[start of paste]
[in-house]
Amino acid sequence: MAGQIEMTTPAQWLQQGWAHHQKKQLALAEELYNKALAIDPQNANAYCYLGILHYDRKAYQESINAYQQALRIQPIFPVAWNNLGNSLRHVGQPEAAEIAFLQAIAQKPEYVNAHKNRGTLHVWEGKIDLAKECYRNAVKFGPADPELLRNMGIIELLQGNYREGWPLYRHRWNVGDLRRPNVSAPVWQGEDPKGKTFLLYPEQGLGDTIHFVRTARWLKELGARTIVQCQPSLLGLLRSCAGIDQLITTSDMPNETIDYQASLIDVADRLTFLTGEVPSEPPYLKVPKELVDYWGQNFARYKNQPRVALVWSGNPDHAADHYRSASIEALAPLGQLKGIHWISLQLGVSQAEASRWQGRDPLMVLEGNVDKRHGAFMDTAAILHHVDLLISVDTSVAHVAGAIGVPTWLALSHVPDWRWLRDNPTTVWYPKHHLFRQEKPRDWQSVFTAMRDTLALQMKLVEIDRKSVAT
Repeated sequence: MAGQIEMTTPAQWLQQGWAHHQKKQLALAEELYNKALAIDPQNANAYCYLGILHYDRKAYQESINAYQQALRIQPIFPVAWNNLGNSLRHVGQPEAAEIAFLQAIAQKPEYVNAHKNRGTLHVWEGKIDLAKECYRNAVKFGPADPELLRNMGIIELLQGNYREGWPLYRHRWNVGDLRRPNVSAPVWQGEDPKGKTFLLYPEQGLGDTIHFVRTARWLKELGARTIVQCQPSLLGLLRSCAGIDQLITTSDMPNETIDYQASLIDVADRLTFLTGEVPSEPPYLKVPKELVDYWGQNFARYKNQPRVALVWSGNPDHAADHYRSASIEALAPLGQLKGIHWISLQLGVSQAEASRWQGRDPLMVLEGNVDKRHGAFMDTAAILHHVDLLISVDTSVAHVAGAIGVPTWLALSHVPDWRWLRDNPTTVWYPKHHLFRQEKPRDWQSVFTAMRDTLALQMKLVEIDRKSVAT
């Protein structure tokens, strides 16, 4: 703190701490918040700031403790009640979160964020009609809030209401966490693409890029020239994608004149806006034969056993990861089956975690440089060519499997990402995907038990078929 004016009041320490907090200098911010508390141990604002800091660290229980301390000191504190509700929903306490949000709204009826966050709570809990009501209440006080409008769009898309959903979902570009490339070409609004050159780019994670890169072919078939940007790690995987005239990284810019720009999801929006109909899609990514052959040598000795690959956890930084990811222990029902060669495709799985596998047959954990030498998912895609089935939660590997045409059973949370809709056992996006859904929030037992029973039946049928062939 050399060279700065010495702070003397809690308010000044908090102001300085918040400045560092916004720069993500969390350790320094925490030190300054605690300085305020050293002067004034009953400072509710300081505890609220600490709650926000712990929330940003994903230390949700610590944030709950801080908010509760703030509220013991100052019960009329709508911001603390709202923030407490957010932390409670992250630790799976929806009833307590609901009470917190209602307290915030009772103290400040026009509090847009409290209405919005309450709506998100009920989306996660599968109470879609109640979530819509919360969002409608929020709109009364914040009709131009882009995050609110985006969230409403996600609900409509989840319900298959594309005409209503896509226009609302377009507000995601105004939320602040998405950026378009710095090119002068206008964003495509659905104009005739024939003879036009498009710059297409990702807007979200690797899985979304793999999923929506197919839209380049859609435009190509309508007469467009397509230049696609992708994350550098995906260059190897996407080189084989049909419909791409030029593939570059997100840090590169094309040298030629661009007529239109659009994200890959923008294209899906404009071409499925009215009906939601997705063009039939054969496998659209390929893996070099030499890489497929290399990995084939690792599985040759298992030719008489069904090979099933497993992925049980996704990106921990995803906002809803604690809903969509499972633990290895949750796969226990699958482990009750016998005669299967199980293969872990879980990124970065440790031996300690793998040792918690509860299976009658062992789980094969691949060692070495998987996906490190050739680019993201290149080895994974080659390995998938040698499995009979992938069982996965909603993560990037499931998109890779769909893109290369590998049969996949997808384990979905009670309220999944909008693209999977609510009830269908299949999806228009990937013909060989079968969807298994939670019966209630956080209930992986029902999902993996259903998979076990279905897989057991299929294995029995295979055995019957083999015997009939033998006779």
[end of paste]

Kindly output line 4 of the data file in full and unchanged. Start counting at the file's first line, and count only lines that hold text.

């Protein structure tokens, strides 16, 4: 703190701490918040700031403790009640979160964020009609809030209401966490693409890029020239994608004149806006034969056993990861089956975690440089060519499997990402995907038990078929 004016009041320490907090200098911010508390141990604002800091660290229980301390000191504190509700929903306490949000709204009826966050709570809990009501209440006080409008769009898309959903979902570009490339070409609004050159780019994670890169072919078939940007790690995987005239990284810019720009999801929006109909899609990514052959040598000795690959956890930084990811222990029902060669495709799985596998047959954990030498998912895609089935939660590997045409059973949370809709056992996006859904929030037992029973039946049928062939 050399060279700065010495702070003397809690308010000044908090102001300085918040400045560092916004720069993500969390350790320094925490030190300054605690300085305020050293002067004034009953400072509710300081505890609220600490709650926000712990929330940003994903230390949700610590944030709950801080908010509760703030509220013991100052019960009329709508911001603390709202923030407490957010932390409670992250630790799976929806009833307590609901009470917190209602307290915030009772103290400040026009509090847009409290209405919005309450709506998100009920989306996660599968109470879609109640979530819509919360969002409608929020709109009364914040009709131009882009995050609110985006969230409403996600609900409509989840319900298959594309005409209503896509226009609302377009507000995601105004939320602040998405950026378009710095090119002068206008964003495509659905104009005739024939003879036009498009710059297409990702807007979200690797899985979304793999999923929506197919839209380049859609435009190509309508007469467009397509230049696609992708994350550098995906260059190897996407080189084989049909419909791409030029593939570059997100840090590169094309040298030629661009007529239109659009994200890959923008294209899906404009071409499925009215009906939601997705063009039939054969496998659209390929893996070099030499890489497929290399990995084939690792599985040759298992030719008489069904090979099933497993992925049980996704990106921990995803906002809803604690809903969509499972633990290895949750796969226990699958482990009750016998005669299967199980293969872990879980990124970065440790031996300690793998040792918690509860299976009658062992789980094969691949060692070495998987996906490190050739680019993201290149080895994974080659390995998938040698499995009979992938069982996965909603993560990037499931998109890779769909893109290369590998049969996949997808384990979905009670309220999944909008693209999977609510009830269908299949999806228009990937013909060989079968969807298994939670019966209630956080209930992986029902999902993996259903998979076990279905897989057991299929294995029995295979055995019957083999015997009939033998006779």